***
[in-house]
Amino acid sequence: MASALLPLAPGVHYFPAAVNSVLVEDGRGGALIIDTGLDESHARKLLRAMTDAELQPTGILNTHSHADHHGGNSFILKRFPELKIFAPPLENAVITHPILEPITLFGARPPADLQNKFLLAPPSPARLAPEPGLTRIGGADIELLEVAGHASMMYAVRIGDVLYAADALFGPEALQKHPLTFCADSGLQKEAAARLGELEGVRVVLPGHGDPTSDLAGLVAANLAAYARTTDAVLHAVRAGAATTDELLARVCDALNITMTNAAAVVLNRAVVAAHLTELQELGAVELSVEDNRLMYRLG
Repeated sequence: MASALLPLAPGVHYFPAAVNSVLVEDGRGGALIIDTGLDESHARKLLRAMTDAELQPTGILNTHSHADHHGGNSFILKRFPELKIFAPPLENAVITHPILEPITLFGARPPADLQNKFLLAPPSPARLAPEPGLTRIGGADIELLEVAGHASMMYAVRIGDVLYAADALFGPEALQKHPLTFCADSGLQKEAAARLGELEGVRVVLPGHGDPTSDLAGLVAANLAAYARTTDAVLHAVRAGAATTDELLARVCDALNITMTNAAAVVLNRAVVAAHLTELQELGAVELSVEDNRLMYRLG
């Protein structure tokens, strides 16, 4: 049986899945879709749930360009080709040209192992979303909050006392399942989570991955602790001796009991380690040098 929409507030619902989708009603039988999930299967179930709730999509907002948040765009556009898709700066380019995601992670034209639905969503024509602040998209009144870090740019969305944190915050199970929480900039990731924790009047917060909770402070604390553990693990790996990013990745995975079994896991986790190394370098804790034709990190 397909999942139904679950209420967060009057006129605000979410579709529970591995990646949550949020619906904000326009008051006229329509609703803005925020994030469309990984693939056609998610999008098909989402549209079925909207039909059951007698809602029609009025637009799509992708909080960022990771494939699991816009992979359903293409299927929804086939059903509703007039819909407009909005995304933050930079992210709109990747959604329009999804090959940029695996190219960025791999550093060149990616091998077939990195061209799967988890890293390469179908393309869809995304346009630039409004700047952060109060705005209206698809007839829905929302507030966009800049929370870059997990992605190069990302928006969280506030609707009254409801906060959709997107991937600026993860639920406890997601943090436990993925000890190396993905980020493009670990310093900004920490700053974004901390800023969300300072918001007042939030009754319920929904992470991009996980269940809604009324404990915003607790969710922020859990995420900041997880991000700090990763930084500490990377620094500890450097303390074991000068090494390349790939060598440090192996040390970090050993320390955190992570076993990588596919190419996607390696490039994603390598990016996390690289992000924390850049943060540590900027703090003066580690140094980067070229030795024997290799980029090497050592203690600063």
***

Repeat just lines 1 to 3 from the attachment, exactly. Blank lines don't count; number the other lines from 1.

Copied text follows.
[in-house]
Amino acid sequence: MASALLPLAPGVHYFPAAVNSVLVEDGRGGALIIDTGLDESHARKLLRAMTDAELQPTGILNTHSHADHHGGNSFILKRFPELKIFAPPLENAVITHPILEPITLFGARPPADLQNKFLLAPPSPARLAPEPGLTRIGGADIELLEVAGHASMMYAVRIGDVLYAADALFGPEALQKHPLTFCADSGLQKEAAARLGELEGVRVVLPGHGDPTSDLAGLVAANLAAYARTTDAVLHAVRAGAATTDELLARVCDALNITMTNAAAVVLNRAVVAAHLTELQELGAVELSVEDNRLMYRLG
Repeated sequence: MASALLPLAPGVHYFPAAVNSVLVEDGRGGALIIDTGLDESHARKLLRAMTDAELQPTGILNTHSHADHHGGNSFILKRFPELKIFAPPLENAVITHPILEPITLFGARPPADLQNKFLLAPPSPARLAPEPGLTRIGGADIELLEVAGHASMMYAVRIGDVLYAADALFGPEALQKHPLTFCADSGLQKEAAARLGELEGVRVVLPGHGDPTSDLAGLVAANLAAYARTTDAVLHAVRAGAATTDELLARVCDALNITMTNAAAVVLNRAVVAAHLTELQELGAVELSVEDNRLMYRLG